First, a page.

A Draft Corporate Corruption Bill
The text of a proposed law is not the sexiest subject for a blog, but some laws are capable of a transformative impact on society and they should interest all of us. An example of a law that can completely transform society is one that ends Apartheid.
My proposal for a ‘magic bullet law’ aimed at endemic corruption is potentially transformative not just of Nigerian or even African society. This draft law is scripted for Nigeria, but it is relevant to any society whose public institutions are still nascent.
The corporation is far older than the modern African state. Companies have sold and bought everything from 17th century slaves to 21st century shirts. The borders of many African states were carved by companies. Much of Southern Nigeria was originally ruled by the Royal Niger Company, which sold its ‘interests’ to Britain in 1900 to establish the protectorate of Southern Nigeria. Similar stories will link many historical companies – the German West African Company, The Mozambique Company, The British South African Company, and the Serria Leone Company, for instance – to the countries where they operated.
This history is important because the nascent democratic and administrative institutions of many modern states are not proof against the well-run modern African company, how much more the modern multinational corporation.
Many a decent fellow, of any nationality, will succumb to the temptation of a million dollar bribe. (This much we can glean from the ease with which dodgy ‘419 ‘ proposals attracted takers from all over the world.) Thousands of companies can also afford to pay million dollar bribes, if the deal is right. However, while a Nigerien, Nigerian or Togolese colonel may conceivably take a bribe to overthrow his government, no British or French colonel is likely to receive, or accept, such an offer, for obvious reasons. Because African institutions are still relatively unstable, Africans have to devise peculiarly African solutions to a peculiarly African problem.
There are a few reasons why mere fines are inadequate to address corporate corruption. Halliburton may have been fined close to $US600 million dollars for giving US$180 million in bribes to Nigerian officials, but the fines went to enrich the US treasury, not the Nigerian people or government who were the victims of the corruption. And the loot itself always goes abroad. Besides, although the fines were reckoned in millions of dollars, the contract for which the bribes were given were reckoned in billions of dollars. It is also the case that in corrupt societies, only the tip of the iceberg is ever exposed. So companies need never stop the practice. They only need to get smarter.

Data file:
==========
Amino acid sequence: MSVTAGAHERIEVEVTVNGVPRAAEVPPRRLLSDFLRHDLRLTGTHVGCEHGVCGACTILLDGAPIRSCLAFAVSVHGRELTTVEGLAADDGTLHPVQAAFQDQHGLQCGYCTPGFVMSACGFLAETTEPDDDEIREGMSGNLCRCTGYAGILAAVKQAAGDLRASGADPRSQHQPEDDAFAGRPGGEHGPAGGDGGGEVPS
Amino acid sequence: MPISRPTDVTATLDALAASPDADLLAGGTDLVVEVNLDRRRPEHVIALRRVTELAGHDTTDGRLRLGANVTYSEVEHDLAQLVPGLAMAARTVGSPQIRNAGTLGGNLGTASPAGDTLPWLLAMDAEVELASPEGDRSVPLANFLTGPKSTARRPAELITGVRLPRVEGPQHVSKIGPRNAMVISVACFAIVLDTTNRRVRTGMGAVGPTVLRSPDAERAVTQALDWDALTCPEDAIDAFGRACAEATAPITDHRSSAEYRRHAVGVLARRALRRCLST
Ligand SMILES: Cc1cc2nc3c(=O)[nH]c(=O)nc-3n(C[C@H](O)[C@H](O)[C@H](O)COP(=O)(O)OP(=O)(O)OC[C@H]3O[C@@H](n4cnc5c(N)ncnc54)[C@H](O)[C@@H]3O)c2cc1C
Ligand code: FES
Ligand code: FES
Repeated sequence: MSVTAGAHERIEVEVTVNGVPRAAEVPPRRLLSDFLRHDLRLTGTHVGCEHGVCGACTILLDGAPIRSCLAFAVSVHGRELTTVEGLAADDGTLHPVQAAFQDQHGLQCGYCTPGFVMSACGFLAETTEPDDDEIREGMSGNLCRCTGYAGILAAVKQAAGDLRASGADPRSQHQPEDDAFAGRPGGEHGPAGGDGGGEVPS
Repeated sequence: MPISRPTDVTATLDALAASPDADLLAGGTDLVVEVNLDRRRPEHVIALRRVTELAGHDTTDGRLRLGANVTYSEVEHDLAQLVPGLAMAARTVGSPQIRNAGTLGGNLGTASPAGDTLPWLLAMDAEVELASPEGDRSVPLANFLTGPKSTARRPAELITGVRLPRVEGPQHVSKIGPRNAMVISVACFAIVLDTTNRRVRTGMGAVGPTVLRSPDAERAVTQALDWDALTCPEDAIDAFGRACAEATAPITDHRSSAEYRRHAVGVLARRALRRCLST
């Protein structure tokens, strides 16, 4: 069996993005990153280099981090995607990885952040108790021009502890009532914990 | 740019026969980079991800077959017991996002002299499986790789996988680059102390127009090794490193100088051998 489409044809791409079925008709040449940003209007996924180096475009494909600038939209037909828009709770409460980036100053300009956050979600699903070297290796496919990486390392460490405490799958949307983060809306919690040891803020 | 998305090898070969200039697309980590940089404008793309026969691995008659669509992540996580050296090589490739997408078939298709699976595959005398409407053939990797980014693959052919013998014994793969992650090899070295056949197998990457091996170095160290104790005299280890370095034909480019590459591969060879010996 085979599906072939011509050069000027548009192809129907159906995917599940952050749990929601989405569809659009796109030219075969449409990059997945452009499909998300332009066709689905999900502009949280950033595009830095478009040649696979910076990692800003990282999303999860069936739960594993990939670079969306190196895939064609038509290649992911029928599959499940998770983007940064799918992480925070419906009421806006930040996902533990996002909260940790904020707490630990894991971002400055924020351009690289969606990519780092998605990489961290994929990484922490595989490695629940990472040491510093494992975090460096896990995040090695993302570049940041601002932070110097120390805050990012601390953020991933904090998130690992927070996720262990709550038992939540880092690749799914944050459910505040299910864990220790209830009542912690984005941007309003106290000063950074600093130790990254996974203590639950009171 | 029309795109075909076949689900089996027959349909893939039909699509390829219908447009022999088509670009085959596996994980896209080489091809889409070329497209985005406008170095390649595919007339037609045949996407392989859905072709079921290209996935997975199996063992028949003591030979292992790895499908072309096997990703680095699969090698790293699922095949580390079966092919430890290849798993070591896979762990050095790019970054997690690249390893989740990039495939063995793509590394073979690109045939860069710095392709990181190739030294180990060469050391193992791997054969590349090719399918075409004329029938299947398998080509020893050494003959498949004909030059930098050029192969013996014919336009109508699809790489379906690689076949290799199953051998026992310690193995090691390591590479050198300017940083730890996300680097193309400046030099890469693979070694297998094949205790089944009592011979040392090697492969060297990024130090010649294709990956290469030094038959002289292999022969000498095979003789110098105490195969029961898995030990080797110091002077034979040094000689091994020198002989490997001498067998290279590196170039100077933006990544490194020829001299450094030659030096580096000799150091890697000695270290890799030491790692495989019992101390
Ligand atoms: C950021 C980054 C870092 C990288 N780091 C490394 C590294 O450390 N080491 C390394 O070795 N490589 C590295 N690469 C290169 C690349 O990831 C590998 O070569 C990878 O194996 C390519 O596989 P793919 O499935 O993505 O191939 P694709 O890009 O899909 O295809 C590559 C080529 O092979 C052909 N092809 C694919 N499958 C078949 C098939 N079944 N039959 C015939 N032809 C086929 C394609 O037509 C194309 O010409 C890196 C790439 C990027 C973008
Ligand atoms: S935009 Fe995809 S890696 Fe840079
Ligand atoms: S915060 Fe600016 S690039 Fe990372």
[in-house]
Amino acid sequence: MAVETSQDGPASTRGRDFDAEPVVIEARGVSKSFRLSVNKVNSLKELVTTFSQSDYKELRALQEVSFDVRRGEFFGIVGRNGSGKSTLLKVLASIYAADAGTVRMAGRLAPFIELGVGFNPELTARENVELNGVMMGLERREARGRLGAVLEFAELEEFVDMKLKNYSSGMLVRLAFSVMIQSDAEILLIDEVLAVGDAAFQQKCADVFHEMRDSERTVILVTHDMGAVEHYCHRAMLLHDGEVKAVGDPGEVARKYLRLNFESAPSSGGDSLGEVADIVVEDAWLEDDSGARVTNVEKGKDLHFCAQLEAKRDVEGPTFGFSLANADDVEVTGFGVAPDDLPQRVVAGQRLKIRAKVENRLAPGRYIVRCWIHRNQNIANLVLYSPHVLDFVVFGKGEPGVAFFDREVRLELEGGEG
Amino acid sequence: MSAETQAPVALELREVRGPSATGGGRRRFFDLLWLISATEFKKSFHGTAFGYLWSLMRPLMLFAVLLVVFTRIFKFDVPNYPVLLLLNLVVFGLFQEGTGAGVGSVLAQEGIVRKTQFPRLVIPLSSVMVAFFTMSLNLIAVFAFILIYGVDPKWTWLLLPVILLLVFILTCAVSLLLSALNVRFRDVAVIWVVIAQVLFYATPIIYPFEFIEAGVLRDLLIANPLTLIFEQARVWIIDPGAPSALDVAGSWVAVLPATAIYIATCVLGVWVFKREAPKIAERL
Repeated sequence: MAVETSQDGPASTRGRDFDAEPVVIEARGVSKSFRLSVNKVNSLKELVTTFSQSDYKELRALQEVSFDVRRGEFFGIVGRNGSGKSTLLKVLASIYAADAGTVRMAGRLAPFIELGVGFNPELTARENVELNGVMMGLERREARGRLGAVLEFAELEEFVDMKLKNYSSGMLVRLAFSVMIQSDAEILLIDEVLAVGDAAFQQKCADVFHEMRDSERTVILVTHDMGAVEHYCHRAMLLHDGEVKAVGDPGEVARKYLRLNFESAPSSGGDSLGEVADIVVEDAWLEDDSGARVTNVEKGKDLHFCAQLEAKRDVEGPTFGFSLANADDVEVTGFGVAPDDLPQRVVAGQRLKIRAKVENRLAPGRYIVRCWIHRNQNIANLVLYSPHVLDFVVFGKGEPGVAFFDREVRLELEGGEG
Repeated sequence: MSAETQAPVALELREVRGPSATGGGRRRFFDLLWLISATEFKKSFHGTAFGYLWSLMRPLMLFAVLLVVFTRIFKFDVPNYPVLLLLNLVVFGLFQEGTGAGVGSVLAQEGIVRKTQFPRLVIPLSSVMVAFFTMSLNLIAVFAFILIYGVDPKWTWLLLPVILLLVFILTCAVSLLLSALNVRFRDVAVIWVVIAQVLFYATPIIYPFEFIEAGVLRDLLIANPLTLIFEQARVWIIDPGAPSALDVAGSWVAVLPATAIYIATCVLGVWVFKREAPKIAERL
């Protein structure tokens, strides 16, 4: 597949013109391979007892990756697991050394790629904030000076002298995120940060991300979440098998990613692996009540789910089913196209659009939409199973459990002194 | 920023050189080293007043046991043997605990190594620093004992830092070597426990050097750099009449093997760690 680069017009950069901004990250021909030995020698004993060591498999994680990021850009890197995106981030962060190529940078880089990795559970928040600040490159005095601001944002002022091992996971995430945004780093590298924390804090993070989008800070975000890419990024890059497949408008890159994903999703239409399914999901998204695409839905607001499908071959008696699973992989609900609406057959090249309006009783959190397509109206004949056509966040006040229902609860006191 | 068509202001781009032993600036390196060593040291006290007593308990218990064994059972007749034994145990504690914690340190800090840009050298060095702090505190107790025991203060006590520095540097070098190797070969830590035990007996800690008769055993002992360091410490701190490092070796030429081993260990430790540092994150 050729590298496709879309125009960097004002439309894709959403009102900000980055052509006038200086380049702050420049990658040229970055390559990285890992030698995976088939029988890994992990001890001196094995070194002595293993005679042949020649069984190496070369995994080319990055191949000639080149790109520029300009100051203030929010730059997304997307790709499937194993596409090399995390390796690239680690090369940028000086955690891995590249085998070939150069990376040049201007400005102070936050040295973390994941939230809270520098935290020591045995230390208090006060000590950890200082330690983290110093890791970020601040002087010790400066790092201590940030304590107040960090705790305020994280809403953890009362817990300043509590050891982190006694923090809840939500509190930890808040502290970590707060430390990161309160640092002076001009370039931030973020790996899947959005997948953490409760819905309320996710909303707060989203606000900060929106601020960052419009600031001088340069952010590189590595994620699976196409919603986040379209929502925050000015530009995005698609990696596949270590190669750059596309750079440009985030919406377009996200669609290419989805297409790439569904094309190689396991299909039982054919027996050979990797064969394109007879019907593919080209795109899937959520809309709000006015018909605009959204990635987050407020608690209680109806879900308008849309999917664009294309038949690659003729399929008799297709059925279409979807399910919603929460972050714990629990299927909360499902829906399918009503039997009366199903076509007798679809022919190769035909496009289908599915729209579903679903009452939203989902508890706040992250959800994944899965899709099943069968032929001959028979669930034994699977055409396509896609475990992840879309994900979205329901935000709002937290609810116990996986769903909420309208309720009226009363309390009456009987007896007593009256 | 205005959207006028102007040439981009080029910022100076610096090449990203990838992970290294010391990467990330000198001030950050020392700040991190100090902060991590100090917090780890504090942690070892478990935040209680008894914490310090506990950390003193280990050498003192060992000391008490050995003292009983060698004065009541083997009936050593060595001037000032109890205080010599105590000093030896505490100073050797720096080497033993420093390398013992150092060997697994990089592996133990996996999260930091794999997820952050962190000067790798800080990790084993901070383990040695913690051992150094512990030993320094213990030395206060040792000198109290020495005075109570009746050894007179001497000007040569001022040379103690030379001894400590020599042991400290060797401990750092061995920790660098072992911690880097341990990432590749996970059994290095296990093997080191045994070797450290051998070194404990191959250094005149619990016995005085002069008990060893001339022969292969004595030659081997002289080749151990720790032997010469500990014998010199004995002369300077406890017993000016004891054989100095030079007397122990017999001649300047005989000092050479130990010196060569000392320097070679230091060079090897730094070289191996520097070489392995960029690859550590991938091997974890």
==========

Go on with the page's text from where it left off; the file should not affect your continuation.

What is this Magic Bullet?
All those calculations change with this proposed law. The concept is simple enough: companies that are guilty of serious corruption should be liquidated. It is the equivalent of capital punishment for Enterprise. It spells Zero Tolerance.
It does not work like ‘magic’, and it still requires courageous enforcement. The draft itself is a template, neither will it address every facet of serious corruption. Yet, it can be the critical component in an anti-corruption toolkit. Once this law is on the statute books, the average multi-national would rather shut down its operations in Nigeria than deliver a ministerial kick-back. No chief executive would risk a 100 billion dollar share capital to secure a 1 billion dollar contract. Shareholders are less likely to pressure chief executives to deliver obscene dividends ‘whatever it takes’ if they are dicing with expropriation.
That is exactly the spirit we need all over Africa.
The Risk of Capital Flight
The instinctual objection from Corruption Inc is that such a law will lead to capital flight from investors who are afraid of arbitrary expropriation. Most countries should of course welcome the departure of companies willing to risk conflict and war, but unable to commit categorically to probity. This will make way for the arrival of ethical companies which have for decades been unable to operate in our societies.
It is important to emphasise that it is not every corporate act of corruption that will activate the liquidation process. A company driver who pays a ten dollar bribe to a traffic policeman will not trigger the liquidation of a billion dollar corporation. There is a Sphere of Governance, and there is a threshold for the bribe. The Magic Bullet Law is not aimed at petty corruption, although its effects will certainly filter down with time.
Time to Break a 500-year Curse
The Scramble for Africa continues apace. It is now the responsibilty of our generation to put on the brakes. This Magic Bullet Law is one way to do it. All we stand to lose are our exploiters. As we speak, a constitutional amendment is rocketing through Nigeria’s National Assembly. Clearly, when Legislators are properly motivated, they do legislate. Of course there is not much incentive for beneficiaries of a broken system to fix it. That is where WE come in. A Corporate Corruption Bill is soon heading for the National Assembly. Please add your thoughts, suggestions and comments below. If you agree that this magic bullet should be fired, please send your name, address and country of interest – for now – along with any special skills you may want to contribute to this campaign here.
And do spread the word. We will contact you in the days and weeks ahead.
Read the Draft Law here